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JosephKirby

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JosephKirby
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About My Sisters: A Book Review

Debra Ginsberg's memoir, About My Sisters, is an honest, no holds barred look at families, particulary the relationship between sisters.
Not having any sisters of my own, I was intrigued by the title of a book that my mother gave me, About My Sisters. My mother often speaks of a favorite sister who passed away at a fairly young age. Her tone when speaking of her sister is always wistful, full of sadness at a sister lost, but is also full of treasured memories, secrets kept, and dreams shared. Until I read About My Sisters, I never fully realized the depth of my mother's loss, how her heart must break every time she stands over her sister's grave, how a very real part of her died along with her sister.

On the surface, Debra Ginsberg's custom writing, About My Sisters, is a memoir about her family, a family with all the usual ups and downs. Just under the surface however, is a very realistic look at relationships, at sisterhood, and at the fragile dance of family dynamics. The way the author allows the reader to view every aspect of her family's life feels a bit like reading some one's diary. Nothing is held back; the good, the ugly, the volatility of living in a large, close-knit family are all shared with openness and a great deal of humor. Many readers will likely find a bit of themselves in this honest, loving look at families and sisterhood.

About My Sisters
Debra Ginsberg was born into a family that was anything but conventional. Her parents, "perpetual renters", were a pair of 1960's hipsters. Describing her parents, Debra Ginsberg writes, "My mother was the essence of mod. My father was as hip as my mother was mod. They had the two of us (Debra and my sister Maya) at their youngest, hippest, and most experimental." They did not consider themselves hippies however, and "rejected mass movements of any kind, and harbored an intense dislike for anything communal." Debra's parents moved quite often, and because it was hard for the girls to make lasting friendships, Debra and her sisters found valuable companionship with each other.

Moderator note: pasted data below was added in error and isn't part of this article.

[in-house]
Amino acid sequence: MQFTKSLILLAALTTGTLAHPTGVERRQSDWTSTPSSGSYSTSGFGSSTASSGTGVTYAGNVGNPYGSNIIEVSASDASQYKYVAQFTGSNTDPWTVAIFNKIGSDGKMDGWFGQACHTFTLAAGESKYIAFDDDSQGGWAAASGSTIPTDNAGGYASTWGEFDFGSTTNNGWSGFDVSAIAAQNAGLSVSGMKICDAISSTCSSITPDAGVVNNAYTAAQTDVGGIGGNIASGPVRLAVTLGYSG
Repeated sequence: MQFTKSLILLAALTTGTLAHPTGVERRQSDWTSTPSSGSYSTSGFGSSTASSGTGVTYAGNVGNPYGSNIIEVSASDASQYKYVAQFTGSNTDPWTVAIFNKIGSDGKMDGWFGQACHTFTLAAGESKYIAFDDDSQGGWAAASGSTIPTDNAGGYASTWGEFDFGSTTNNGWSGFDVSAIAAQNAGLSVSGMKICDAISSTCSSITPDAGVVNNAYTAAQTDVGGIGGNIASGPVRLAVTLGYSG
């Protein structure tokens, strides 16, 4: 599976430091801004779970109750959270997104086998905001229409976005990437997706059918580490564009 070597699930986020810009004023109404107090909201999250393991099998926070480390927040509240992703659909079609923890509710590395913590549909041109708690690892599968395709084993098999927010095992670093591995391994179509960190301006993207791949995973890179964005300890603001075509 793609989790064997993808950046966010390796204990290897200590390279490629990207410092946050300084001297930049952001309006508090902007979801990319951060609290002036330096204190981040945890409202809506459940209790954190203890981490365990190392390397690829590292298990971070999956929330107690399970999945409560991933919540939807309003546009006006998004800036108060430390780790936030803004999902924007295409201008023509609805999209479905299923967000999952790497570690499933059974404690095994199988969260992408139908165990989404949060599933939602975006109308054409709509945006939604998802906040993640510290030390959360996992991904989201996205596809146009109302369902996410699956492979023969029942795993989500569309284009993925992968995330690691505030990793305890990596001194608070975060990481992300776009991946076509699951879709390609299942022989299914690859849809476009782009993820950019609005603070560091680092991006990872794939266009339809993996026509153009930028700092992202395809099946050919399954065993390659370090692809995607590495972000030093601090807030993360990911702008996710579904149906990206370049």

Little by little, more children, Lavender, Bo, and Deja, were added to the family milieu, and Debra found that each new sister or brother (Bo) brought a new dimension to her life. Even though her relationship with each sibling was different, the bonds of love and understanding that formed were the same.

Debra Ginsberg uses different family events during the course of one year as a backdrop for the larger picture of family dynamics. She seamlessly travels from the present to the past and back again, as she describes the development of her relationship with each sibling with honesty, love, and humor.

I must admit, that at first, I found some of the family drama a bit disconcerting. Some of the arguments, temper tantrums, and insult flinging came as quite a shock. As the book went on, after getting to know the sisters better, I felt more comfortable, more like one of the family. By the end of the book, family arguments and misunderstandings became a small part of the larger whole. Debra Ginsberg teaches the reader that love, deep sisterly love, is larger than petty disagreements. Sisterly love can't be defined or diminished, because sisters are really just extensions of one another. As Debra Ginsberg so eloquently puts it, "My sisters are lovely, but it's not about physical beauty. Together, we illuminate each other, whatever light we possess individually is made that much brighter. It is the brilliance and power of sisters."

Conclusion
Debra Ginsberg's memoir, About My Sisters, has something for every reader. Readers with sisters will perhaps find similarities to their own relationships. Sister-less readers may feel a twinge of sadness at what they are missing. One thing is for sure, readers will find this open, real, funny look at family life hard to put down.

About the Author
Debra Ginsberg is the author of two other books, Waiting: The True Confessions of a Waitress (2001), and Raising Blaze: Bringing Up an Extraordinary Son in an Ordinary World (2003). Also, you can contact Debra for a cheap paper writing service. Debra, her siblings, and their parents all continue to live within miles of each other.
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